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1105.06000 – Hearsay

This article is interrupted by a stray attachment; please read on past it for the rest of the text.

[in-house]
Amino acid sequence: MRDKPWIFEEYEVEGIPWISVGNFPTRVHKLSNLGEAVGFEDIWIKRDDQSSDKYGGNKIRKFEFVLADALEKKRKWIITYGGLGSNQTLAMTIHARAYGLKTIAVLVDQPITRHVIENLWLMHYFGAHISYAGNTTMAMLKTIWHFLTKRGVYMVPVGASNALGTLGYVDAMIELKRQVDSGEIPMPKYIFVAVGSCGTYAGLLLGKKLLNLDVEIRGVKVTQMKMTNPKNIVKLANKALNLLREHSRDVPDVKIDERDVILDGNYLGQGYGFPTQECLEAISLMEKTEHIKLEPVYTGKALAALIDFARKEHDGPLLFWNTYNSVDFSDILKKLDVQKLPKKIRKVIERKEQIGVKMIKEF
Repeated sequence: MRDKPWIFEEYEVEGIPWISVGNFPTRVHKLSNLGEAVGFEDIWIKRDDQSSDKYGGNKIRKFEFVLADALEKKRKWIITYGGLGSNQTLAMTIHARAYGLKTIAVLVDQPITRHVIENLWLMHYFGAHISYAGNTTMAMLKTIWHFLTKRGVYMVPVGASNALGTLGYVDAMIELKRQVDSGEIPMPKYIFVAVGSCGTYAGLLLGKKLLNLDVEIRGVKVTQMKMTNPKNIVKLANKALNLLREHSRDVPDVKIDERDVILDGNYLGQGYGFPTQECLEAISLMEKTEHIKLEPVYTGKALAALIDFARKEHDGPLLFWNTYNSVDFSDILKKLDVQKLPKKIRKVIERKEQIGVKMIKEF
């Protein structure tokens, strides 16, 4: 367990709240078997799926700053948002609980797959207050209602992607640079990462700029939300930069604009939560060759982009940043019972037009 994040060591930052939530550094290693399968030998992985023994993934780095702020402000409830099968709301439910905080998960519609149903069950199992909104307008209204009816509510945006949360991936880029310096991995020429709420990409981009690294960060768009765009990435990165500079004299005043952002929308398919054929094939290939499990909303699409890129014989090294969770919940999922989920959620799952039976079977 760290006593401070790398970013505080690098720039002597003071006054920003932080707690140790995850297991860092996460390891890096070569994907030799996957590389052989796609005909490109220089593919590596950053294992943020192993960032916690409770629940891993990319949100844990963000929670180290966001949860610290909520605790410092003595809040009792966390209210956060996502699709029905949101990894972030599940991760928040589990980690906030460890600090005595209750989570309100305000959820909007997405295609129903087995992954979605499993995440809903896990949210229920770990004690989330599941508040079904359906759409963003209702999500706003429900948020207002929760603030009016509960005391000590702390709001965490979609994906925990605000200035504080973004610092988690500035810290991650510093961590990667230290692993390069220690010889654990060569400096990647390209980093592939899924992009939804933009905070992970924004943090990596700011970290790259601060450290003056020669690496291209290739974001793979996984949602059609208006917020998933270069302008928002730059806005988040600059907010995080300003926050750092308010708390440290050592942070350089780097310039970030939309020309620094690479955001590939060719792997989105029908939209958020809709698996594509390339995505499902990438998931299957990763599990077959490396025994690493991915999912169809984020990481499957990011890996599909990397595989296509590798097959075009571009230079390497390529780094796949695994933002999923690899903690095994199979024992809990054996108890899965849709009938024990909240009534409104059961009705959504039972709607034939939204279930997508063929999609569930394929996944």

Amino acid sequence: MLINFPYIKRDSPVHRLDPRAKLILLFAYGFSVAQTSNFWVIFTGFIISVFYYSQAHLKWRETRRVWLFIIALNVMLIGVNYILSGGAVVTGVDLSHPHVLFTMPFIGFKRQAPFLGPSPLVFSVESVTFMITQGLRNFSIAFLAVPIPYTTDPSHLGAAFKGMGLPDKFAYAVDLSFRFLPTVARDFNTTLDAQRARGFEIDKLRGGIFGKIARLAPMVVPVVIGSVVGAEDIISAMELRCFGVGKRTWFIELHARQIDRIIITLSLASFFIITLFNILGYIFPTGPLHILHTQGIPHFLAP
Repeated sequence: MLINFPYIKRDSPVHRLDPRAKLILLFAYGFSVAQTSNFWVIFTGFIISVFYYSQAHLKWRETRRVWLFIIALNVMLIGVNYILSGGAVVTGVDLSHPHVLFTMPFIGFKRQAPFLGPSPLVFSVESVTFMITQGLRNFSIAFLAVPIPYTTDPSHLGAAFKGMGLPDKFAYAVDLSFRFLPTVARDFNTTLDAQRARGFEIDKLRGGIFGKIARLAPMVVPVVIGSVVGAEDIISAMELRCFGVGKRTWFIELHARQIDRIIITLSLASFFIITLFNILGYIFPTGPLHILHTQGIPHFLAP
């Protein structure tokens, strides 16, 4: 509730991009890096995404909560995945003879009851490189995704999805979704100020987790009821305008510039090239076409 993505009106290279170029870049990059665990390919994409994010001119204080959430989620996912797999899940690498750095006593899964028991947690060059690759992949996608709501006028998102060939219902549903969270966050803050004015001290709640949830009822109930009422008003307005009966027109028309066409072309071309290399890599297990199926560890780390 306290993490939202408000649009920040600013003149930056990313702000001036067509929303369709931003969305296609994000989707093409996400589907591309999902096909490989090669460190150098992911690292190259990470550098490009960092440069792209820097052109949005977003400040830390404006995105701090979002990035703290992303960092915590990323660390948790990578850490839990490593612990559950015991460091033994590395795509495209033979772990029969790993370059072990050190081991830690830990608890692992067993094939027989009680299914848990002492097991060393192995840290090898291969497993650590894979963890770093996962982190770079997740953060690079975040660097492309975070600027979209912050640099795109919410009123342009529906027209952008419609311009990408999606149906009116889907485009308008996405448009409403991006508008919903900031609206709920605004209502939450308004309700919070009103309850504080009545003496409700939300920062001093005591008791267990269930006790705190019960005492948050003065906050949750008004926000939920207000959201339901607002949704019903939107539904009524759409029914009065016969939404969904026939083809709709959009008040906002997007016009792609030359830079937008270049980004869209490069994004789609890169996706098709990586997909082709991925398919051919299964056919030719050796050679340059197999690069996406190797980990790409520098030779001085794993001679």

PERB Regulation 32176 specifically states: “Hearsay evidence is admissible, but shall not be sufficient in itself to support a finding unless it would be admissible over objection in civil actions.” The essence of the hearsay rule is that the declarant is not at the tribunal and subject to cross-examination and is not available for the trier of fact to assess his or her credibility. The union was not a party to this action. Therefore, the hearsay exception for admissions by a party did not apply to testimony supplied by respondent’s witness that union representative had admitted that grievance remedy complied with the collective bargaining agreement. Respondent’s witness’s hearsay statement that union agreed that grievance remedy complied with the collective bargaining agreement is admissible not for its truth, but to demonstrate his state of mind. (Cal. Evid. Code, § 1250.) Hearsay statement is admissible to show that respondent’s witness believed he was interpreting contract article in accordance with the agreement and consistent with union’s interpretation, though it cannot be admitted to prove that union agreed with his interpretation. The ALJ’s finding that respondent did not grant grievance remedy in retaliation for charging party’s protected activity was not solely based on hearsay testimony, but also on respondent’s witness’s direct testimony, therefore the ALJ’s ruling complied with PERB Regulation 32176.